basically article said nothing useful.

bougth more on the dip today.


Ochung230 wrote:
Tesla Stock Is Now Part of the S&P 500 — and the Index Will Never Be the Same
By Al Root
Updated Dec. 21, 2020 2:00 pm ET / Original Dec. 21, 2020 11:02 am ET
Tesla stock is in the S&P 500. The electric-vehicle pioneer goes in as the most valuable company as well as the largest weighting ever added to the index. The addition reshapes the S&P 500 in many ways. And Tesla stock could push the entire index down in coming days.
That’s because for every $11.11, Tesla (ticker: TSLA) stock moves the S&P 500 1 point, according to S&P Global (SPGI). And Tesla stock went up almost $287 dollars between Nov. 16—when the S&P announced Tesla was going in—and Dec. 18.
It was a 70% rise for shares coming into Dec. 21—an incredible jump and almost 26 eleven-elevens.
Tesla stock is down about more than $36, or 5.2%, in early trading Monday. That alone is pushing the index down about 3 points, and overall, the S&P 500 is off about 33 points, or 0.9%.
The reason Tesla stock is down Monday is probably because some index funds have already bought Tesla shares. With the buying done, there is a greater chance of some post-indexation dip might occur. It’s happened in the past when other stocks have been added to the S&P 500—although Tesla stock always seems to defy convention. Shares are, after all, up about 750% over the past year.
Monday’s dip comes down to less buyers than sellers. And investors know some indexation already happened. Tesla stock traded more than 222 million shares on Friday, four to five times its recent daily trading volume. What’s more, the iShares Core S&P 500 ETF (IVV) already lists Tesla stock as a holding at its weighting of almost 1.7%.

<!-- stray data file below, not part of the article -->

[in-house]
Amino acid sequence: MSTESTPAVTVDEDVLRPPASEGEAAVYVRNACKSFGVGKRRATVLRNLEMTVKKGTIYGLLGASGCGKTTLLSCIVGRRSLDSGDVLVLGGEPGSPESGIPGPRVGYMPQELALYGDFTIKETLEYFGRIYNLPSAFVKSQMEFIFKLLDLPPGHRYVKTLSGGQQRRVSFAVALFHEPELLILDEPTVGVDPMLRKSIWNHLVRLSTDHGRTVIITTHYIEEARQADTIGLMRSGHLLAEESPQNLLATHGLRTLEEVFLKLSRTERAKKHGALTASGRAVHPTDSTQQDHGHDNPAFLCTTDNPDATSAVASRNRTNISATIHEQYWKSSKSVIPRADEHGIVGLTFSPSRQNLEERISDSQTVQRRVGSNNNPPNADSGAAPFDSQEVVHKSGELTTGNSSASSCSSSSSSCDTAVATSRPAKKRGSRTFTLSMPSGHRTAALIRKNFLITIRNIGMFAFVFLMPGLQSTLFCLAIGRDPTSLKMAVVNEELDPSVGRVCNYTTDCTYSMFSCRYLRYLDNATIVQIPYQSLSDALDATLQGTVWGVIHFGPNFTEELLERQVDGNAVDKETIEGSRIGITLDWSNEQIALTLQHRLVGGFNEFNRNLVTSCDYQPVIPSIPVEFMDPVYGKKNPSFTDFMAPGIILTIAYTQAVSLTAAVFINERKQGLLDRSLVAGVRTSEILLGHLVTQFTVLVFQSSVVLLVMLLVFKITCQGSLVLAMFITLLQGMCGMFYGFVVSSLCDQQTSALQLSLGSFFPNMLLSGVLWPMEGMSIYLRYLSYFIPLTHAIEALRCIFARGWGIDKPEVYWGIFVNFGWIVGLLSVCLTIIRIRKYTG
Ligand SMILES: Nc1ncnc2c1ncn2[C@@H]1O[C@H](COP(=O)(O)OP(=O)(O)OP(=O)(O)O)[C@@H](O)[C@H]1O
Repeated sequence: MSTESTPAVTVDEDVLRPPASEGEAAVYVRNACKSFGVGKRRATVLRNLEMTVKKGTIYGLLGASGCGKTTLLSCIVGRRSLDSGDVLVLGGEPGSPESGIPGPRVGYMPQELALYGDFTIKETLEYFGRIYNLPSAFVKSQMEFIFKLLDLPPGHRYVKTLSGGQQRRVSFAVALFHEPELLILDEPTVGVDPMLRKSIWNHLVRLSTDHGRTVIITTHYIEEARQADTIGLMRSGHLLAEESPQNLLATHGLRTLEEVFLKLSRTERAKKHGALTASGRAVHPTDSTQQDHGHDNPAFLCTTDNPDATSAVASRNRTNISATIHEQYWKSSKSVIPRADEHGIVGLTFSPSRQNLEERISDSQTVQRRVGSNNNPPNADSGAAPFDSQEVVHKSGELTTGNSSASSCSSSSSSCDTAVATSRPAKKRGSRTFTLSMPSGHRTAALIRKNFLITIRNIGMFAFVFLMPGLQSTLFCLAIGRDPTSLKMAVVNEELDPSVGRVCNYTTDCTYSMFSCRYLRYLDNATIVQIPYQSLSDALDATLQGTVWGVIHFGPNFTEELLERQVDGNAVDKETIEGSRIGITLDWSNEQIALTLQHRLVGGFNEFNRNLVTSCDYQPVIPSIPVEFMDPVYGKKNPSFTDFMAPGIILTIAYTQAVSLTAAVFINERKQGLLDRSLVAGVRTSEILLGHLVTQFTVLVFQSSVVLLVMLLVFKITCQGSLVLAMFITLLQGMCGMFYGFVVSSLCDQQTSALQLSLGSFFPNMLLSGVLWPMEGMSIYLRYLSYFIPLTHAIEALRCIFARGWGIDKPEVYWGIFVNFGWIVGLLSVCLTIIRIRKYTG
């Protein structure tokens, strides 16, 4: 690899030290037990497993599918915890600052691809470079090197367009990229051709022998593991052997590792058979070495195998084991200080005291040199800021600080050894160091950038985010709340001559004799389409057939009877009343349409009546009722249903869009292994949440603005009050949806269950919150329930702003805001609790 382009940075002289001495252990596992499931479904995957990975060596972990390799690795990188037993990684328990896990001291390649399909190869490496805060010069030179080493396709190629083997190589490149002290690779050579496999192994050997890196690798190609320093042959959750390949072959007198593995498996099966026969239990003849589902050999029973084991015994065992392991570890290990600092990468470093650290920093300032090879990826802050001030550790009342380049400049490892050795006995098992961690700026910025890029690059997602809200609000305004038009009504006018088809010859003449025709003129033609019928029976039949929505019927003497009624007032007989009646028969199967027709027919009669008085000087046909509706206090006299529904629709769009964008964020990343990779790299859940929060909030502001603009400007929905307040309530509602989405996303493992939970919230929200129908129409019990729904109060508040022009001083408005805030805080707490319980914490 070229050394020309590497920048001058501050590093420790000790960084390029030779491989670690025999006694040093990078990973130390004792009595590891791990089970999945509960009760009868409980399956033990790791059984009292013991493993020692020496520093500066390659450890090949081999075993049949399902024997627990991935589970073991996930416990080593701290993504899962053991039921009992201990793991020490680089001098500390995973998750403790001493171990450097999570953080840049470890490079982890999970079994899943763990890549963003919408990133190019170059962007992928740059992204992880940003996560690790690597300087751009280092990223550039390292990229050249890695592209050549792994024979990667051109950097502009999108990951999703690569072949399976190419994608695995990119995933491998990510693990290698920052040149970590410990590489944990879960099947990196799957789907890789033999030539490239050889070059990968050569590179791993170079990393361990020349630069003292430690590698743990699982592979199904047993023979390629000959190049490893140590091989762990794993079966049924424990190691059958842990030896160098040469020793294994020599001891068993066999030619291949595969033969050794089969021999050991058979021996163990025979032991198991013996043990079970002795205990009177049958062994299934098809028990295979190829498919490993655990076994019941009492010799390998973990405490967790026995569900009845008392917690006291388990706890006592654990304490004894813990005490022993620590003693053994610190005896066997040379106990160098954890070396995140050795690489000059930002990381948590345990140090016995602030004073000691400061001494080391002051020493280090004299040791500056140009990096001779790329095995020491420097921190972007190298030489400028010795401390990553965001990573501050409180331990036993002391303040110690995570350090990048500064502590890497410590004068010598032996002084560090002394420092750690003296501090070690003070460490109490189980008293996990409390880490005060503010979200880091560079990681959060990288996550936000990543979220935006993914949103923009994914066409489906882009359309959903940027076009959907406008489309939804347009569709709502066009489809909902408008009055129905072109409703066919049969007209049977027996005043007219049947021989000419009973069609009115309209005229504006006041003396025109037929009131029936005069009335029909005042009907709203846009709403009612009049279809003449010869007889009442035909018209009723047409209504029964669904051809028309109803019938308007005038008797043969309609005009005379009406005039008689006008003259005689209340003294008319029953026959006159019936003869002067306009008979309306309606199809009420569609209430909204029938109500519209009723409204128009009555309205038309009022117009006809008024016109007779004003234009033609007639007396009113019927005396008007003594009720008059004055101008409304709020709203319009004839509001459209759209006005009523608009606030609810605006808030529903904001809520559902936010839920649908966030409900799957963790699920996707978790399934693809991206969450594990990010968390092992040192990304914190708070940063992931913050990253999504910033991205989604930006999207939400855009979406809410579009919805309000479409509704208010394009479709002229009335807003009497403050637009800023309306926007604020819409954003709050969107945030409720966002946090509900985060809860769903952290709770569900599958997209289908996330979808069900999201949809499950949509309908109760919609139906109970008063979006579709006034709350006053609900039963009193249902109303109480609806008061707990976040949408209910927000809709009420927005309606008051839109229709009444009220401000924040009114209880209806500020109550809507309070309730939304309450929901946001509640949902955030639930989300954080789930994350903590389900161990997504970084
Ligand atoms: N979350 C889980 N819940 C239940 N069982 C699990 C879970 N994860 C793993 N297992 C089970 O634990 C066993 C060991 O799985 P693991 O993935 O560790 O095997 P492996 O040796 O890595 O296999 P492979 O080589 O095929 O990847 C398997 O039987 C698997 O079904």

The SPDR S&P 500 ETF (SPY), however, doesn’t yet show Tesla as a holding, but it isn’t clear how quickly the holdings are updated. State Street (STT), the company that owns SPDR ETFs, wasn’t immediately available to comment.
Those two ETFs have roughly $600 billion in assets, according to Bloomberg. More than $5 trillion is indexed to the S&P 500.
If Tesla gives back a third of its indexation gains, for example, the move would cost the S&P 500 about 9 points. That’s only 0.2% so investors probably don’t have all that much to fear. One study showed that large companies added give up about 20% of pre-indexation gains. But none of the companies studied are Tesla-sized. What’s more, there aren’t than many observations. That makes taking an average somewhat dubious.
Tesla’s addition remakes the index in a couple of other interesting ways. The auto industry, for instance, suddenly looks like a growth business. Components of the S&P super composite auto and auto parts subindex traded for about 14 times estimated 2021 earnings, on average, before Tesla. Now, with Tesla added in, that grouping trades for about 140 times estimated 2021 earnings when weighted by market capitalization.
Tesla’s market capitalization is more than $600 billion. The other 23 components are worth less than $200 billion. Tesla stock is trading for roughly 180 times estimated 2021 earnings.